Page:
2 Kings 2 (NRSV): 9 When they had crossed [the Jordan River], Elijah said to Elisha, “Tell me what I may do for you, before I am taken from you.” Elisha said, “Please let me inherit a double share of your spirit.” 10 He responded, “You have asked a hard thing; yet, if you see me as I am being taken from you, it will be granted you; if not, it will not.” 11 As they continued walking and talking, a chariot of fire and horses of fire separated the two of them, and Elijah ascended in a whirlwind into heaven. 12 Elisha kept watching and crying out, “Father, father! The chariots of Israel and its horsemen!” […].
Today’s gospel reading is St. Mark’s narrative of the Transfiguration of Our Lord, when Jesus of Nazareth appears on a mountaintop with Moses and the prophet Elijah. It’s a key inflection point in the gospel stories, and this Sunday is a turning point in the church year — leading into Ash Wednesday, Lent and Easter. It may come at an inflection point in the history of this pandemic, too, as Debi and I got our second round of Covid vaccinations Friday.
But as important as the Transfiguration is (I’ve written about the run-up to it in this blog, including in my last email to my spiritual director before she died in October), I was struck by the Old Testament lectionary reading when I watched our online service at Peace Lutheran. It’s the passage in 2 Kings where the prophet Elijah confers his spirit on his disciple Elisha as he is lifted up to heaven in a fiery chariot. I hadn’t paid that much attention to it before. But this morning it was riveting.
For one thing, there’s more to it than I’d remembered. Elijah has been traveling in what is now the West Bank of the Jordan, accompanied by Elisha and a company of at least 50 prophets or disciples (the Hebrew is “sons of the prophets”), from Bethel, between modern-day Ramallah and Nablus, to Jericho and on to the river. In Jericho, which struck me as a nice little farm town when I visited, the company of prophets ask Elisha, ‘Do you know that today the Lord will take your master away from you?’ And he answers, ‘Yes, I know; be silent’.” While they’re still in Jericho, Elijah turns to Elisha.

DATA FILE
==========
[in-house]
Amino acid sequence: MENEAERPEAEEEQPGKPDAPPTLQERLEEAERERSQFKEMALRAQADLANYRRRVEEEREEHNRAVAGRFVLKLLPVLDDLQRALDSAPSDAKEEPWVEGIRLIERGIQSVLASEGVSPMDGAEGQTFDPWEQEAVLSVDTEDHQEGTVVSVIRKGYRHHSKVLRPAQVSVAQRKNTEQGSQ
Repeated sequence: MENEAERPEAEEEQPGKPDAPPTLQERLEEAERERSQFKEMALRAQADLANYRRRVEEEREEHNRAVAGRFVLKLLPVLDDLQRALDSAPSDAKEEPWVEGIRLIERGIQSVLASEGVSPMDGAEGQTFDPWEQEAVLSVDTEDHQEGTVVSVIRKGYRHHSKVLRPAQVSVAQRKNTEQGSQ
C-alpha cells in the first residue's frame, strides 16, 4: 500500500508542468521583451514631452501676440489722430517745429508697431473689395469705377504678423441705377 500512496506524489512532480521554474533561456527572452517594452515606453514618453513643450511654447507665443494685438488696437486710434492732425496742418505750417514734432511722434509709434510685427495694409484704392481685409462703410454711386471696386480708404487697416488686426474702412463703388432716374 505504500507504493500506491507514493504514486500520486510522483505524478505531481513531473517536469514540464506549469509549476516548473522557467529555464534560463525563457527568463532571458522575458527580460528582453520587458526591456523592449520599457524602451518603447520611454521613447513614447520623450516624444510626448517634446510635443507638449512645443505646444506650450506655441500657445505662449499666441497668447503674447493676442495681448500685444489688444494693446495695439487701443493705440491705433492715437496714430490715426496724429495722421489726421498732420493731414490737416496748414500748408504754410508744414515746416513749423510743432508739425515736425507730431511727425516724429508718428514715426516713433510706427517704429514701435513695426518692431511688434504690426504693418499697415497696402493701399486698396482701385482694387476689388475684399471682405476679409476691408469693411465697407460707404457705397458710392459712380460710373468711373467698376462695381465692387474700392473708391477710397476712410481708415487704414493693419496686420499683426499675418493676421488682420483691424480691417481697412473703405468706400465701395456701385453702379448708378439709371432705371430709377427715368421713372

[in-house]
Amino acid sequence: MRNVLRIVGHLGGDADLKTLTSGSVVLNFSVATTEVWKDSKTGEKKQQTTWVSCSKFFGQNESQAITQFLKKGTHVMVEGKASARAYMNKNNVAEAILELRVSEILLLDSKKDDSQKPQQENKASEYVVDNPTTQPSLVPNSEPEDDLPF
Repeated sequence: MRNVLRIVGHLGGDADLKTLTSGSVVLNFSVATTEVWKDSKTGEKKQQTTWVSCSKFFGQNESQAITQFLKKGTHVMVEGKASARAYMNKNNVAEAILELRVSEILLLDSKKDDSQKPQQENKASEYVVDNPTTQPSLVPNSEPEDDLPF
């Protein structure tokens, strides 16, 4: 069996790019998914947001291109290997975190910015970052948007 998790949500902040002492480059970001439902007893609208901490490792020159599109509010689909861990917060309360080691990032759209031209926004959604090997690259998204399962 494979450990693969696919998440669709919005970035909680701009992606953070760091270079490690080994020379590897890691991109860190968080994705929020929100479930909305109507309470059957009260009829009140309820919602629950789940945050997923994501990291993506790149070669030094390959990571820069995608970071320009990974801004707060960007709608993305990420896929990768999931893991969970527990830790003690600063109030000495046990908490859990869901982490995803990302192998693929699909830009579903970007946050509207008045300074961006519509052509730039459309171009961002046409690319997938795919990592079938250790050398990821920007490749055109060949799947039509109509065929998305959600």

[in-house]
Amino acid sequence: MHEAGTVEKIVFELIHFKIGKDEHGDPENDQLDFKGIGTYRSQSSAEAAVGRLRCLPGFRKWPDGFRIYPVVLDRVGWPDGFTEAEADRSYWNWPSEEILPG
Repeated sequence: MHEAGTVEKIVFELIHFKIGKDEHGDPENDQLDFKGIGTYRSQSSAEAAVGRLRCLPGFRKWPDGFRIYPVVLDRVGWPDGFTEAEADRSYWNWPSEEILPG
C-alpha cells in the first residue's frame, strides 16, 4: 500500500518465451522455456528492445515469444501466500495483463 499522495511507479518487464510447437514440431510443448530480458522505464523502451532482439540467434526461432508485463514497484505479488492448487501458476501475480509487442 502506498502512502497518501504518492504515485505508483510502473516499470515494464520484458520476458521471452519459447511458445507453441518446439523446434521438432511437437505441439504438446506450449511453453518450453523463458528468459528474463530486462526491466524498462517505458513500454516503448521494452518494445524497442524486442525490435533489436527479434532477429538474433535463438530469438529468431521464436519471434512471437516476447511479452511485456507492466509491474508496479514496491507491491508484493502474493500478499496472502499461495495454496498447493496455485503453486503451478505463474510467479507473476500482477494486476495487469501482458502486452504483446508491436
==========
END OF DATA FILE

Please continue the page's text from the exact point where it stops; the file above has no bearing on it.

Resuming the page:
“Stay here,” he says, “for the Lord has sent me to the Jordan.”
But Elisha replies, “As the Lord lives, and as you yourself live, I will not leave you.”
And off they go to the Jordan, where the waters part. Clearly we’re in the world of myth and legend here.
(Also, I think, we’re in the world of midrash, since the story of Elijah and Elisha can be read as a commentary on the parting of the Red Sea in Exodus, and Elijah is lifted up to heaven at the same location that tradition holds the Israel crossed the Jordan. Jesus would be baptized, according to later tradition, at the same river crossing. More midrash, no doubt.)
From Jericho, Elijah and Elisha set out across the river. Elijah strikes it with his mantle, or cloak, and the waters part “until the two of them crossed on dry ground.” On the other side, Elisha asks to “inherit a double share of your spirit.”
“You have asked a hard thing,” replies Elijah, “yet, if you see me as I am being taken from you, it will be granted you; if not, it will not.” I don’t know what the next passage sounds like in Hebrew, but I think it’s a magnificent bit of narrative poetry, even in the utilitarian prose of the New Revised Standard Version:
As they continued walking and talking, a chariot of fire and horses of fire separated the two of them, and Elijah ascended in a whirlwind into heaven. Elisha kept watching and crying out, “Father, father! The chariots of Israel and its horsemen!”
And because Elisha sees Elijah, the whirlwind and the fiery chariot, he receives the spirit.
So Elisha goes back to Jericho and purifies the water in the oasis there. He feeds a hundred men with 20 loaves of barley. (No women? The bible doesn’t say, of course.) He demonstrates other limitations of his era, when Israelites were prone to smithing their enemies. “A less sympathetic picture of Elisha,” as the My Jewish Learning website puts it, “emerges from his dealings with the boys [in Bethel] who call him Baldy – in his anger he summons a she-bear to devour them.” But all in all, he will go on to perform twice as many miracles as Elijah.